Alzheimer’s disease is currently the sixth-leading cause of death in the United States, with an estimated 5.8 million U.S. citizens living with the disease. It’s no wonder, then, that scientists and researchers are working tirelessly to learn more about how to prevent and cure it. Here we take a look at some of the most recent findings in Alzheimer’s research:
Blood Sugar Levels and Their Link to Alzheimer’s
Scientists have long known that the risk of developing Alzheimer’s is higher for those with high blood sugar levels or Type 2 diabetes. Though there is no concrete answer to explain the connection between diabetes and Alzheimer’s, we do know that high blood sugar levels can damage blood vessels and brain cells. New research suggests that the process of glycolysis, when brain cells turn sugar into energy, helps get rid of the toxins in the brain that are associated with Alzheimer’s. Furthermore, undesirable levels of blood sugar can lead to chronically disrupted sleep, a risk factor for Alzheimer’s. Maintaining healthy blood sugar levels is imperative for all-around good health.
Aerobic Exercise Can Slow Down the Progression of Alzheimer’s
The benefits of regular exercise are numerous, and the idea that exercise has positive effects on slowing down the progression of Alzheimer’s is widely accepted. A recent study compared a group of older adults with memory issues participating in regular aerobic exercise against a similar group participating in a stretching program. While participants in both groups saw improvements in memory and executive functioning, the aerobic exercisers had a decrease in amyloid plaque, known to destroy brain neurons, as well as less shrinkage of the hippocampus, integral to memory health. This news is just another reason why seniors should embark on an exercise routine that includes endurance training.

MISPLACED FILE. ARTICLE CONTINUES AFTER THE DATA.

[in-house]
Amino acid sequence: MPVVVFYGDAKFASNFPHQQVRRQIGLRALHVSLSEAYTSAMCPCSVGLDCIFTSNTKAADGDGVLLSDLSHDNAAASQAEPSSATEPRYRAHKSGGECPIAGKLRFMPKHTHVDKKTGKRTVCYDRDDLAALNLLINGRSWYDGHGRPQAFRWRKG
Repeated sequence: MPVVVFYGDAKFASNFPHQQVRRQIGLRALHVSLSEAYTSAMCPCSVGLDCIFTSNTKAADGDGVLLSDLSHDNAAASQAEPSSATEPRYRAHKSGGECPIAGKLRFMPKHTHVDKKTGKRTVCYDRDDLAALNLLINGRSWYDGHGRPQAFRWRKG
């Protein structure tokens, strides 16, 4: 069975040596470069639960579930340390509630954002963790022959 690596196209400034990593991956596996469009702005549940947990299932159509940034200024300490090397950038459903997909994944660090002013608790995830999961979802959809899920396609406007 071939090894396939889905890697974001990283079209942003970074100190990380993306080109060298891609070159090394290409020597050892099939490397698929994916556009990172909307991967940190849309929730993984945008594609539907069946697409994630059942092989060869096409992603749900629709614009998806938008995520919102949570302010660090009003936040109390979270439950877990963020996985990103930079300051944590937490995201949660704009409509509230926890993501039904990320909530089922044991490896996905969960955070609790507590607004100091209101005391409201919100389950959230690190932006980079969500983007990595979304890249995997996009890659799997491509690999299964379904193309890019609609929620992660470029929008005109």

A Blood Thinner May Help to Combat Alzheimer’s
A study published in the Journal of the American College of Cardiology shares that long-term use of an existing anticoagulant called dabigatran might slow down the symptoms of Alzheimer’s disease. Researchers tested their theory on mice and, after one year of regular use, found that the anticoagulant prevented memory decline, reduced amyloid plaque, maintained cerebral blood flow, and reduced biomarkers of Alzheimer’s disease. These findings are significant, especially for Alzheimer’s patients with blood clots.
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